Maximizing social media
A steady diet of unappetizing stories and Internet posts about food production has sent farmers to the test kitchen to find a new recipe for reaching consumers.
The lean, finely textured beef (LFTB) food fight was fed by social media. Its emergence as one of the top food stories of 2012 shows how the digital age is transforming the food landscape for American farmers.
The $1.2 billion LFTB defamation lawsuit filed against ABC News in a South Dakota court by Beef Processors, Inc., isn't likely to diminish American consumers' appetite for knowing more about their food.
When food safety questions arise, 45% of consumers search for more information online, according to the 2012 Consumer Trust in the Food System study by the Center for Food Integrity (CFI).
“The Internet increases the voice of extremists,” says Temple Grandin, the Boston-born Colorado State University animal science professor and consultant on the humane treatment of animals.
Grandin admits that she was unfamiliar with lean, finely textured beef when the food fight went viral last year. “I realize now we're throwing away a lot of beef without it,” she says. “The plant should have opened up to the media and provided ammonia's safety figures. The public doesn't like surprises.”
That's why Grandin turned to YouTube to conduct a video tour of a beef packing plant. “Agriculture has done a lousy job of communicating with the public,” she says. “Surveys show that public attitudes about food issues are somewhere between the extremes. We need to communicate with the majority in the middle.”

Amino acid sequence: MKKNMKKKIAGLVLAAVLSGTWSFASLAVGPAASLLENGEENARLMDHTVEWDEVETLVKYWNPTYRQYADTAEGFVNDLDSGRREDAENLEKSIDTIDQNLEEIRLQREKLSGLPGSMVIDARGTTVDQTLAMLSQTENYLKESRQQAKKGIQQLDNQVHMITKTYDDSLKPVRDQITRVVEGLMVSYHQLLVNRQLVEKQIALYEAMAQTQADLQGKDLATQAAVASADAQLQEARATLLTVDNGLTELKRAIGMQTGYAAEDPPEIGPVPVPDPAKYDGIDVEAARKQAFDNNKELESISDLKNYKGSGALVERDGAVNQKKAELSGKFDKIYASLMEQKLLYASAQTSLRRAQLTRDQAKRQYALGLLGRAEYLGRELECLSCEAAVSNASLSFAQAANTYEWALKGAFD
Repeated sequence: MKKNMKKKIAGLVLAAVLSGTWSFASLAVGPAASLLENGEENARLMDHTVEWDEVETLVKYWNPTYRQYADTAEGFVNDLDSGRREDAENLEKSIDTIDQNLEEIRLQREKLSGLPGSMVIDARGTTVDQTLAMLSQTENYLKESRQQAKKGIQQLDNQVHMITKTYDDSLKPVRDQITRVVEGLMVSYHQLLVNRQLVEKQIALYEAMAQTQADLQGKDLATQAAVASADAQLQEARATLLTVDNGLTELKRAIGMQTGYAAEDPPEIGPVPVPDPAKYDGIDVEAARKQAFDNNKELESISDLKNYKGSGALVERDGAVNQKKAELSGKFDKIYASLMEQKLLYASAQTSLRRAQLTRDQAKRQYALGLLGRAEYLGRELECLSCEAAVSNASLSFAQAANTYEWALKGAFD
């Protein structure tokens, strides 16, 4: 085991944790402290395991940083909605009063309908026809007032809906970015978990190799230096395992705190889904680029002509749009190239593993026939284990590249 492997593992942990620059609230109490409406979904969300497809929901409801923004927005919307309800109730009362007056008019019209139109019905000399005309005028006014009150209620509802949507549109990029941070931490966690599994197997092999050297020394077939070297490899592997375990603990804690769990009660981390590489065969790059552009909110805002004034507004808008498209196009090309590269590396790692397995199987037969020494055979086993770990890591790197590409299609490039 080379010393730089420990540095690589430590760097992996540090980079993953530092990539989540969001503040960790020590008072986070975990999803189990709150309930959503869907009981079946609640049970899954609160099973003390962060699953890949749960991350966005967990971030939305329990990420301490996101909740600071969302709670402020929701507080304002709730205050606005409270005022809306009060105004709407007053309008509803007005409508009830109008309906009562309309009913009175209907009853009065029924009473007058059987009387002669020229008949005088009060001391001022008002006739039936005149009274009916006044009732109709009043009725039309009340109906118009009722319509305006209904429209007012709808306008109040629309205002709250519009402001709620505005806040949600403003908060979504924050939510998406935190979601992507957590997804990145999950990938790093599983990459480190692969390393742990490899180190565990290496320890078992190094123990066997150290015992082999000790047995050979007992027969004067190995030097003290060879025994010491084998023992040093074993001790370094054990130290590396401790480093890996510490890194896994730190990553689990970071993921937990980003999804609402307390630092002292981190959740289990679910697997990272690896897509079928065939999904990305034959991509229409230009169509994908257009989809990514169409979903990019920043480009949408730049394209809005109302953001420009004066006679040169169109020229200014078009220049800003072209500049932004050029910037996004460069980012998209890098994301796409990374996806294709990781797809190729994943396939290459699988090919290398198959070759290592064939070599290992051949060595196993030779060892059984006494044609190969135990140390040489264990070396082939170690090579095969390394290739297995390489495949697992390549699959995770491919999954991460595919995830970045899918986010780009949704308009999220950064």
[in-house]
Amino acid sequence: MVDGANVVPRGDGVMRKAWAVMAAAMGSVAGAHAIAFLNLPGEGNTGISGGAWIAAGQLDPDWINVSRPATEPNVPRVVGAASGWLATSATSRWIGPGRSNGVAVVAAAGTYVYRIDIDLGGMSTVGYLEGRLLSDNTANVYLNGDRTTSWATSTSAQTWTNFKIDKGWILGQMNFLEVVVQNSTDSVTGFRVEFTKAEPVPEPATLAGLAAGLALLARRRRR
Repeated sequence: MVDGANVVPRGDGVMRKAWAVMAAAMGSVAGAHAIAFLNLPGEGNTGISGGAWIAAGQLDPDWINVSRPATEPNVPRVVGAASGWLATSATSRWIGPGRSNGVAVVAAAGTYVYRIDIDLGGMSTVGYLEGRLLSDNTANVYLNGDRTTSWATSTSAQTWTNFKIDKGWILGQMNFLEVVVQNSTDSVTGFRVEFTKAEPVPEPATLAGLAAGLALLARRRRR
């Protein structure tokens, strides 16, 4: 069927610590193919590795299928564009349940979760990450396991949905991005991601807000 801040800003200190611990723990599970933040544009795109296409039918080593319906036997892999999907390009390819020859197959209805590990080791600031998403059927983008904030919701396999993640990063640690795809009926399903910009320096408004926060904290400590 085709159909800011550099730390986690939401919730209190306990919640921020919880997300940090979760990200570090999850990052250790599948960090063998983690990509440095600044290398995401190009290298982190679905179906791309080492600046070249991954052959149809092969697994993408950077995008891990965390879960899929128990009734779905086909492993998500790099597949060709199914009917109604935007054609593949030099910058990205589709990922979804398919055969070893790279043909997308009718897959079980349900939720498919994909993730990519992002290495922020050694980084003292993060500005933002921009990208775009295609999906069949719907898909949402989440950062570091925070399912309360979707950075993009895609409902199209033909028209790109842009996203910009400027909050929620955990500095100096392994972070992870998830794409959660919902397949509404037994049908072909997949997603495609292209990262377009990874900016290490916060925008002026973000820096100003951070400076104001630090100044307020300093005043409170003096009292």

Recent research supports Grandin's observations. Simply promoting the efficiency of modern farms or the need to feed the world isn't enough. CFI research reveals that shared values are more important to building trust than technical competence.
“Consumers know farmers are capable, but do they know that farmers share their values?” asks Roxi Beck, a CFI representative and manager of BestFoodFacts.org.
In response, farmers are serving up a new main menu of social media and old-fashioned one-on-one communication to portray the realities of modern food production and to maintain consumer trust.
Food for thought
The 2012 CFI Consumer Trust survey shows that Facebook is the top Internet connection site for food bloggers.
That's why Bill Couser welcomed food bloggers to his Nevada, Iowa, farm during the three-day Iowa CornQuest, organized by the Iowa Corn Growers. “I'm excited to have you here, because it's a privilege to showcase U.S. agriculture,” he told participants. “I still put a round seed in the ground and have faith it'll produce. But farmers do a lot of techie stuff, too.”
Last fall, Couser hosted 10 bloggers from across the U.S. in his new office — built with boards from an old county farm barn. Its conference room features four flat screens used for presentations.